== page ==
Here Are The Mind-Blowing Factors Behind Your Fear of Intimacy

Male fear of intimacy

Believe it or not, there exists a scale to measure your Fear of Intimacy called Fear-of-Intimacy scale (FIS). Also, it is even more intriguing to note that now every individual can assess their own Intimacy in a relationship and that is known as Personal Assessment of Intimacy in Relationship (PAIR) (Schaefer & Olson, 1981). I will discuss how you can measure your personal assessment of intimacy in a different article. In this study of psychological dimensions behind your fear of intimacy, I will show you the factors that drive your fear of intimacy (FI) and can determine the fate of your long-term relationship prospects.

In a study conducted in the year 2000, psychologists of the University of Missouri Columbia and the University of California has found out that it is the males who suffer more from fear of intimacy compared to women. [0]

The Fear of Intimacy

For a long time, psychologists have believed that a satisfying intimate relationship is an important predictor of a sound psychological and physiological functioning. Psychologists like Erikson (1963) [1], Sullivan (1953) [2] and Weiss & Lowenthal (1975) [3] have suggested that an impaired ability to form intimate bonds with others may have negative consequences. Some psychologists like King & Christensen (1983) [4] has suggested that this fear can inhibit the growth of any potential relationship. Some other psychologists (Wilhelm & Parker, 1988) [5] have gone one step ahead and said this can start a neurotic disorder.

In 1991, Descutner and Thelen [6] has defined Fear of Intimacy like this –

“This is an inhibited capacity to share thoughts and feelings of personal significance with another individual who is highly valued.”

Even though in the above definition opposite sex or dating relationship is not specifically mentioned, psychologists hypothesize this fear to be related to dating relationship in some way.

Infant and Adult Attachment

In 1987, Hazan and Shaver [7] have classified intimacy in children in three basic categories – secure, avoidant and anxious/ambivalent –

Secure (S)– The extent to which an infant feels comfortable with closeness and intimacy. Infants want to explore the world without fear with their mother (or any other individual). Experts call this secure form of intimacy where infants get intimate with a secured relationship.

Avoidant (Av) – When the attachment develops with/without the attachment figures – like when the infant knows that their attachment figure (mother/father) will be available when needed.

Anxious/ambivalent (Ax) – When infants become anxious about their being abandoned or unloved.

Extending the same work in 1990, Collins and Read [8] developed an 18-item self-report inventory known as the Adult Attachment Scale (AAS). They considered three underlying factors in an intimate relationship these are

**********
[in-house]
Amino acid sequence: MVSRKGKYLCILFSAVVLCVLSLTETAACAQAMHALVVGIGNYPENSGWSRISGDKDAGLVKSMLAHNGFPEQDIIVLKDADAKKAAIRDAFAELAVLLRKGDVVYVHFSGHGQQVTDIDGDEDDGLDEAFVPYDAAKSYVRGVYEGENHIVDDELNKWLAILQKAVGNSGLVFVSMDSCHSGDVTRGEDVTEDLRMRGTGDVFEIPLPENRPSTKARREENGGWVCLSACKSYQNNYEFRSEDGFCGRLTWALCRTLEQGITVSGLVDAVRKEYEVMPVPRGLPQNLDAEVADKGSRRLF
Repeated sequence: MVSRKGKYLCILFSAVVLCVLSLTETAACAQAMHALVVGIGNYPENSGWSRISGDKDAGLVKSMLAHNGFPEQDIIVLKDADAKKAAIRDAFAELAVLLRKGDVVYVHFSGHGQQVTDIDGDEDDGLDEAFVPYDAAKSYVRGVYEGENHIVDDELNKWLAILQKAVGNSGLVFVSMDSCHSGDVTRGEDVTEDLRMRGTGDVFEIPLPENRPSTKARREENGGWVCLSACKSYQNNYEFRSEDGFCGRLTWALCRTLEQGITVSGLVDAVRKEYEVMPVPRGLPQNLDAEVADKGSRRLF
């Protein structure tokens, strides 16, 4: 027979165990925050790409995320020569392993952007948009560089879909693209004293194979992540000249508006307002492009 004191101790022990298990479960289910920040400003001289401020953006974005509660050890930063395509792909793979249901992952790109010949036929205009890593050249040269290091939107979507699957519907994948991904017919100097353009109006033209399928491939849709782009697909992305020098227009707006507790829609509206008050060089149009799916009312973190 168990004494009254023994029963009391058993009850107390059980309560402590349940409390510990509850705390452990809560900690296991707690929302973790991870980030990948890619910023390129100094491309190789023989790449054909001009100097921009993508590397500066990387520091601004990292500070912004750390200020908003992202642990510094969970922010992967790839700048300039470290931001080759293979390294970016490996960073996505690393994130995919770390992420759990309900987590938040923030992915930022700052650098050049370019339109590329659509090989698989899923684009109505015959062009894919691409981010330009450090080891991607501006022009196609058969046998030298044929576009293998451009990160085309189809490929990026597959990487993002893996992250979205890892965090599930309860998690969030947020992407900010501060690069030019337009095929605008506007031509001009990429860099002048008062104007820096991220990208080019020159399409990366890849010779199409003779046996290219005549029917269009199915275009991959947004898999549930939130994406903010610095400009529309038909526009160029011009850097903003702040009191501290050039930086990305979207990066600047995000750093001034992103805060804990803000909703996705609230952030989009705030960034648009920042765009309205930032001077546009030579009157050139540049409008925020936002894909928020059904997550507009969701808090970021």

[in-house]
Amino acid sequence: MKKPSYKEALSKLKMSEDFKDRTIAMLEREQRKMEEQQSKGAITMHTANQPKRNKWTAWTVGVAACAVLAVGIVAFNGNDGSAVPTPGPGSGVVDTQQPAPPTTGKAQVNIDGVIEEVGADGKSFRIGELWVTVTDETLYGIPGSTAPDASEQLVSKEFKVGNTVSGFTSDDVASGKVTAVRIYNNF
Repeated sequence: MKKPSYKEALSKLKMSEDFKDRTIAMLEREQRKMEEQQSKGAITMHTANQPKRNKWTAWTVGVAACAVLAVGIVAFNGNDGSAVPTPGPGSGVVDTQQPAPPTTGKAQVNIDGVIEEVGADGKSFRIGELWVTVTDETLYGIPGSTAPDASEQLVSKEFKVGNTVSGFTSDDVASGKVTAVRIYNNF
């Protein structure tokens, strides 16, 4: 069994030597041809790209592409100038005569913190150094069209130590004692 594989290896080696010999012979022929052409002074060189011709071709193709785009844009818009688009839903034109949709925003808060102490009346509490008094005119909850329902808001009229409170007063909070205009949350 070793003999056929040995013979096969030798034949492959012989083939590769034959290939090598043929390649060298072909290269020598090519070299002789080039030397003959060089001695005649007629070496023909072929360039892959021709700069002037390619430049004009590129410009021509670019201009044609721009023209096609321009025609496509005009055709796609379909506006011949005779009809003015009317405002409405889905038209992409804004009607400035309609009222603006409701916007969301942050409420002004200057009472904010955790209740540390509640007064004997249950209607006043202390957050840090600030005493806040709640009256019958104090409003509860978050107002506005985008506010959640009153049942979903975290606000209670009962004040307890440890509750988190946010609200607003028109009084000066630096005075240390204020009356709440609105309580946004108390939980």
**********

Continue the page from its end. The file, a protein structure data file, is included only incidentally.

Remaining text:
• Comfort with closeness
  • Confidence in the dependability of the other, and
  • Fear of abandonment

Subsequent studies revealed that the Adult Attachment Scale was associated with relationship quality as measured by the quality of communication, trust, and overall satisfaction.

Factors of Adult Attachment

In this study, Collins and Read [8] found two different important parameters of closeness that mattered to genders. “For women, the extent to which their partner was comfortable with closeness was the best predictor of relationship quality, whereas the best predictor for men was the extent to which their partner was anxious about being abandoned or unloved.”

They found an 18-point scale that is behind our fear of intimacy. These factors are also derived from the basic factors driving intimacy in children as found out by Hazan and Shaver (1987). These are the 18-factors that these researchers found relevant were –

Depend

  1. I find it difficult to allow myself to depend on others.” (Av)
  2. People are never there when you need them.’ (Av)
  3. I am comfortable depending on others. (S)
  4. I know that others will be there when I need them. (S)
  5. I find it difficult to trust others completely.” (Av)
  6. I am not sure that I can always depend on others to be there when I need them.” (Ax)

Anxiety

  1. I do not often worry about being abandoned.” (S)
  2. I often worry that my partner does not really love me. (Ax)
  3. I find others are reluctant to get as close as I would like. (Ax)
  4. I often worry my partner will not want to stay with me. (Ax)
  5. I want to merge completely with another person. (Ax)
  6. My desire to merge sometimes scares people away. (Ax)

Close

  1. I find it relatively easy to get close to others. (S)
  2. I do not often worry about someone getting too close to me. (S)
  3.  I am somewhat uncomfortable being close to others.” (Av)
  4. I am nervous when anyone gets too close.” (Av)
  5. I am comfortable having others depend on me. (S)
  6. Often, love partners want me to be more intimate than I feel comfortable being.” (Av)

So, the researchers related each of their 18 factors to the three fundamental factors affecting intimacy in children and showed how they are related to adult intimacy.

In conclusion, these social scientists have recommended that “To fully understand adult relationships, we must learn how they are guided by the models we hold about ourselves and others and how these models are shaped by early experience.”

So, we find that the early experience of an individual becomes important here.

Interpersonal Theorists on Fear of Intimacy